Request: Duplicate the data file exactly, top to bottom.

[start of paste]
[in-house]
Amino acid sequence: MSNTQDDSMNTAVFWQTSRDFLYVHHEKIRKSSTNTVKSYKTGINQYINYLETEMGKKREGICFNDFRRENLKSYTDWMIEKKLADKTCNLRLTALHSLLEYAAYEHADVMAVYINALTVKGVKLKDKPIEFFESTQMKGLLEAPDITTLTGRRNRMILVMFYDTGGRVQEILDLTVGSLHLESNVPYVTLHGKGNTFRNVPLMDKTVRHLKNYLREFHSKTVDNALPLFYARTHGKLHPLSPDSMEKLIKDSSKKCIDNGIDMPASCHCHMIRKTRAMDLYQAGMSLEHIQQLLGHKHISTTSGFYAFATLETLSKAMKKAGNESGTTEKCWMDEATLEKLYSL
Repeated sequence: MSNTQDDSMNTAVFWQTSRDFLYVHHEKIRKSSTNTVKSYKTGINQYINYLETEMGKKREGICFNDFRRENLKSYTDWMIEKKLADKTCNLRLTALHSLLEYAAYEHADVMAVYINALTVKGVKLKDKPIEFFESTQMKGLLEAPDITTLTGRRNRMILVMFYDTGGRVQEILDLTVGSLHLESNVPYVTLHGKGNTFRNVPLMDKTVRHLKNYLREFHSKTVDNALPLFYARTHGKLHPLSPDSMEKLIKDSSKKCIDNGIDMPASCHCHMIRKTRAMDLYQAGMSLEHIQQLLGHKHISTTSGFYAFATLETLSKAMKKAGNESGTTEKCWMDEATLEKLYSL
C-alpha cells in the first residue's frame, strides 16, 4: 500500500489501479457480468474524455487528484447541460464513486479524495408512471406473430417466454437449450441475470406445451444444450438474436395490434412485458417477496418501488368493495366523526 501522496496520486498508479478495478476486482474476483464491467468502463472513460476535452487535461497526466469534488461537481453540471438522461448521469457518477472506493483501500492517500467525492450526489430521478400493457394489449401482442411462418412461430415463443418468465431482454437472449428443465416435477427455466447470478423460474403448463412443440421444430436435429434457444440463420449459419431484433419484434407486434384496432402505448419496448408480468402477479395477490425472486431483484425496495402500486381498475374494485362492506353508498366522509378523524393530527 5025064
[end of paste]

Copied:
[in-house]
Amino acid sequence: MSNTQDDSMNTAVFWQTSRDFLYVHHEKIRKSSTNTVKSYKTGINQYINYLETEMGKKREGICFNDFRRENLKSYTDWMIEKKLADKTCNLRLTALHSLLEYAAYEHADVMAVYINALTVKGVKLKDKPIEFFESTQMKGLLEAPDITTLTGRRNRMILVMFYDTGGRVQEILDLTVGSLHLESNVPYVTLHGKGNTFRNVPLMDKTVRHLKNYLREFHSKTVDNALPLFYARTHGKLHPLSPDSMEKLIKDSSKKCIDNGIDMPASCHCHMIRKTRAMDLYQAGMSLEHIQQLLGHKHISTTSGFYAFATLETLSKAMKKAGNESGTTEKCWMDEATLEKLYSL
Repeated sequence: MSNTQDDSMNTAVFWQTSRDFLYVHHEKIRKSSTNTVKSYKTGINQYINYLETEMGKKREGICFNDFRRENLKSYTDWMIEKKLADKTCNLRLTALHSLLEYAAYEHADVMAVYINALTVKGVKLKDKPIEFFESTQMKGLLEAPDITTLTGRRNRMILVMFYDTGGRVQEILDLTVGSLHLESNVPYVTLHGKGNTFRNVPLMDKTVRHLKNYLREFHSKTVDNALPLFYARTHGKLHPLSPDSMEKLIKDSSKKCIDNGIDMPASCHCHMIRKTRAMDLYQAGMSLEHIQQLLGHKHISTTSGFYAFATLETLSKAMKKAGNESGTTEKCWMDEATLEKLYSL
C-alpha cells in the first residue's frame, strides 16, 4: 500500500489501479457480468474524455487528484447541460464513486479524495408512471406473430417466454437449450441475470406445451444444450438474436395490434412485458417477496418501488368493495366523526 501522496496520486498508479478495478476486482474476483464491467468502463472513460476535452487535461497526466469534488461537481453540471438522461448521469457518477472506493483501500492517500467525492450526489430521478400493457394489449401482442411462418412461430415463443418468465431482454437472449428443465416435477427455466447470478423460474403448463412443440421444430436435429434457444440463420449459419431484433419484434407486434384496432402505448419496448408480468402477479395477490425472486431483484425496495402500486381498475374494485362492506353508498366522509378523524393530527 5025064